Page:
2. The slight deviation: Your character needs A and knows that they need it, but somewhere along the way the become distracted by B and take a little detour, before realising their mind snap and dutifully return to their proper path.

Slightly more exciting that the rich white snob, but still pretty tame. Having said that, this is 30% me on a daily basis. I’ll be driving towards our agreed dinner destination, will see a neon sign for a new Mexican restaurant, convince my passenger to go there instead and instantly regret it when faced with plastic chairs, cutlery and queso, beat a hasty retreat and end up where we were meant to be all along. Plus, some of my favourite stories employ the approach. Think Crazy, Stupid, Love, or Easy A, or Divided Kingdom, or Animal Farm.

3. The variety is the spice of life: (bear with me, it’s a little like #2, but with a twist) Your character needs/wants/is lost in A, gets distracted/enticed/entrapped by B, jumps at the chance/agonises over whether to make the switch (or resists making it), makes the switch, learns to love/endure it, life is great.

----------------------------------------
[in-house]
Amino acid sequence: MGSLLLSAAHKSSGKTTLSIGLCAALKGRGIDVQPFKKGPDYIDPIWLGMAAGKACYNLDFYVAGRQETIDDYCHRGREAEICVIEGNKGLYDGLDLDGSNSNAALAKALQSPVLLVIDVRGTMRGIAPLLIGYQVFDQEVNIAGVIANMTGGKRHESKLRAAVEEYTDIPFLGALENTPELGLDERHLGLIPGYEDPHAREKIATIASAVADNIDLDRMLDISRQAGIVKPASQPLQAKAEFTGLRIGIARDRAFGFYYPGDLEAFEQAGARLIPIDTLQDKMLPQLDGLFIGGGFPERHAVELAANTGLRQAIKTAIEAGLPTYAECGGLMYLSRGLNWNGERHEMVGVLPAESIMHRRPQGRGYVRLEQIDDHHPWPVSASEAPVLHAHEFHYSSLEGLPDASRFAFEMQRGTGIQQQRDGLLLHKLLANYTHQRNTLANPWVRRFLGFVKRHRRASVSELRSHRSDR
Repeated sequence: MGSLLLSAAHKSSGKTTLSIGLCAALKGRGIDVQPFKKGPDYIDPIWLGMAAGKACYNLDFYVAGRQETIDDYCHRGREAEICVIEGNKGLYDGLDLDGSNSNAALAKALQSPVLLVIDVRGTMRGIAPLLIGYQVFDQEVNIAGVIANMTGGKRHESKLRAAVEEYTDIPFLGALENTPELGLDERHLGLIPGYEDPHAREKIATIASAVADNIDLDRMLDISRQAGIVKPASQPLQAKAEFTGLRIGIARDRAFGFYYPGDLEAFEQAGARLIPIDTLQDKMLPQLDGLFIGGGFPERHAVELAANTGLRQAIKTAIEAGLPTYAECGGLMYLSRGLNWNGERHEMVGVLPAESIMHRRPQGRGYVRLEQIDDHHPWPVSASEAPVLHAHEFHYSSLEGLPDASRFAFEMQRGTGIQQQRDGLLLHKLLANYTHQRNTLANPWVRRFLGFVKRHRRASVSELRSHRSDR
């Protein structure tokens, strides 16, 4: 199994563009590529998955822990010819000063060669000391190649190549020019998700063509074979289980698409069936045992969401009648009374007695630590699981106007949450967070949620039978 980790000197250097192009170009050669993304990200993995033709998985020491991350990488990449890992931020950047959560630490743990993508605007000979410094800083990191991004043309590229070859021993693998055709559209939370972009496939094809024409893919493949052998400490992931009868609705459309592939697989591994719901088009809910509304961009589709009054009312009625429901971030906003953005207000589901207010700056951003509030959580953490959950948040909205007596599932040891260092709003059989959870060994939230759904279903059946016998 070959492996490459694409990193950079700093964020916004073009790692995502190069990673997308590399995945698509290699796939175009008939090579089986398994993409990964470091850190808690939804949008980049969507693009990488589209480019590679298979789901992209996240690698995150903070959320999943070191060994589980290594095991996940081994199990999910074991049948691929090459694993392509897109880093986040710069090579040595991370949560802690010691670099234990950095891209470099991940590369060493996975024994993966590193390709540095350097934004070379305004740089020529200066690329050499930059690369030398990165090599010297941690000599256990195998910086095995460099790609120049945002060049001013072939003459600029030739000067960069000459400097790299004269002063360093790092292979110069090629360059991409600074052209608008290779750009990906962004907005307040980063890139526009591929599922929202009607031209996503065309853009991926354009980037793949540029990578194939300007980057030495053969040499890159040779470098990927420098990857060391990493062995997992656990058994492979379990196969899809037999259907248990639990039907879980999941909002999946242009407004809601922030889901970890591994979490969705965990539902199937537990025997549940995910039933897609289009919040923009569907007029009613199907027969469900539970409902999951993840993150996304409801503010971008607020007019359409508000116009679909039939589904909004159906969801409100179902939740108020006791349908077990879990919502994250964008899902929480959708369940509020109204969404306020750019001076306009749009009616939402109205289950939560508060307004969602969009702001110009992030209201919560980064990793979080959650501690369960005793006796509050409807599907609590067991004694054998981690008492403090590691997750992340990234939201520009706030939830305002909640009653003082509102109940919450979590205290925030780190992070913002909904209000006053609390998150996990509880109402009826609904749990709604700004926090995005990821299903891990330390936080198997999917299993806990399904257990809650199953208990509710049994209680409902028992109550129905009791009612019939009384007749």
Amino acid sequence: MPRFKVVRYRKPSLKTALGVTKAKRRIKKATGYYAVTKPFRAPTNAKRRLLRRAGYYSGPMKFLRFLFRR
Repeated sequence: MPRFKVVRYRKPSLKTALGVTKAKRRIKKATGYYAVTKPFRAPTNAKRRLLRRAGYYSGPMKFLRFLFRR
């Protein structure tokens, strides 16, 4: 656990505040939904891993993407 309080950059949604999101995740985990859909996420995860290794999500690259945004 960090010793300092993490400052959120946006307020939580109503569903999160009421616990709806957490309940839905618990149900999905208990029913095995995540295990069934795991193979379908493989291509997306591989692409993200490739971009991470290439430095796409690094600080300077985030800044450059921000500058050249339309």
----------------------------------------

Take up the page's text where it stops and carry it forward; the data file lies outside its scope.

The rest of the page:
This falls more into the ‘transformation’ arc and is very, very, very popular (as in, you’ve probably read it in a hundred books or seen it in a hundred movies). Think Fahrenheit 451, the entire Wheel of Time series, The MatrixBreaking Bad, etc etc.

4. The I want it, I want it, I want it: Your character is stuck with A, finds their ultimate soul mate (person, job, life) in B, faces obstacle after obstacle to get B, but throws such a tanty – everyone and everything else be damned – until they get B.

I want to hate on this arc, but, if done right, can be cool – think Whip It – but if done wrong, is like the girl with the curl (horrid) – you can figure out your own examples, because I am not going there 🙂

5. The I don’t know what I want, but, when I find it, I will probably change my mind a thousand times before I realise I want it: Yes, as you can tell by the vitriol, that is where I am at with my protag: It’s the arc where your character wants A, then something happens and they want B, but then B is not all it cracked up to be, so A is looking good again, and then A turns out to be exactly the thing that made it possible to be distracted by B, which just ends up in messy confusion and lots of soul searching and a heap of tension.